Across the aisle – Respect for life is also a disability issue

It’s pretty clear that in many disability organizations the D-word is thumbs up and the R-word is the opposite. In […]

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It’s pretty clear that in many disability organizations the D-word is thumbs up and the R-word is the opposite. In other words, the Democratic Party is held up with esteem and the Republican Party receives little in the way of respect, contributions or the hope for effective governance.

After reading the articles, “Down syndrome organization has concerns about new parental testing policy” and “Baghdad atrocities on people with disabilities condemned,” along with other political commentary in the February edition of Access Press, it seems to be an appropriate time for people with disabilities and their advocates to consider what exactly the GOP is fighting for in this year’s political standoff.

One of the issues the GOP fights for is RESPECT for LIFE from conception to natural death. That is, most in the party seek to let pre-born people live and protect vulnerable, born people from euthanized death.

It’s often thought that the Democratic Party values life by promoting government-funded programs for people who are disabled. That’s why so many disability organizations support Democratic candidates. The problem with this argument is: you must first be BORN to get their support, and many Democrats support a women’s right to choose, which opens up the option of abortion.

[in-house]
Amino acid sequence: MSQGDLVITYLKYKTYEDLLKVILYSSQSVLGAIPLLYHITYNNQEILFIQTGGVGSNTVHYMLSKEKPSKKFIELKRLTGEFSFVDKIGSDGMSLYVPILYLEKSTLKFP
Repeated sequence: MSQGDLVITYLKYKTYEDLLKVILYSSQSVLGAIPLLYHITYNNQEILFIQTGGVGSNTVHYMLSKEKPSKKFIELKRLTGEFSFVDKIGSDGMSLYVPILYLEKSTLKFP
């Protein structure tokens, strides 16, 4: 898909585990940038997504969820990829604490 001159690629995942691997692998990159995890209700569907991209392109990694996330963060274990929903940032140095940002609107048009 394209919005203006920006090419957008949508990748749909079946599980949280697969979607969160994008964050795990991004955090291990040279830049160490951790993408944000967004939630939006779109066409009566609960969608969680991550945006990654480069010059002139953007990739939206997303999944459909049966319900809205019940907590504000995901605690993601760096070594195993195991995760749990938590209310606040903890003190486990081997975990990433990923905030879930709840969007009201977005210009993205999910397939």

Across the aisle, isn’t the Republican Party the party that will truly support the National Down Syndrome Congress’ position that “individuals with Down syndrome have innate worth and should be treated with dignity and respect”? Yes, it is.

The sorry fact is that by 2006, 80% of babies diagnosed in utero with Down syndrome were aborted. With that one simple appalling statistic, we begin see the plight of fetuses with Down syndrome and other pre-born human beings that don’t quite meet many in our society’s perception of a life worth living.

Like so many people with disabilities throughout history, fetuses identified as being defective through prenatal testing are targets for extermination. That’s nothing new. In ancient Greek and Roman societies, babies were birthed, but then those with disabilities were abandoned and left to die.

As far back as Plato and Aristotle, discourse about humans with deformities had already begun. Aristotle, 380-327 B.C., contemplated the concept of a perfect body and an imperfect one. He described the imperfect body as being deformed, mutilated, monstrous, and deviant; in modern terms, disabled.

Exterminating people, one way or another, simply because they are perceived as imperfect, and thus worthless, has been around for a long time. Sadly, the exploitation of the individuals with Down syndrome used as human drones in Iraq is a deplorable, current-day example of it.

But deplorable too, in my opinion, is the termination of pre-born human life; an extermination made possible because technology has given ill-informed or misguided individuals an easy opportunity to quietly rid the world of “their problem.”

So as this political season heats up, don’t take a narrow perspective. Think outside your own disability box. Please consider all the issues relevant to people with disabilities. Look across the aisle and consider what both political parties are doing for the well-being of ALL people with disabilities.

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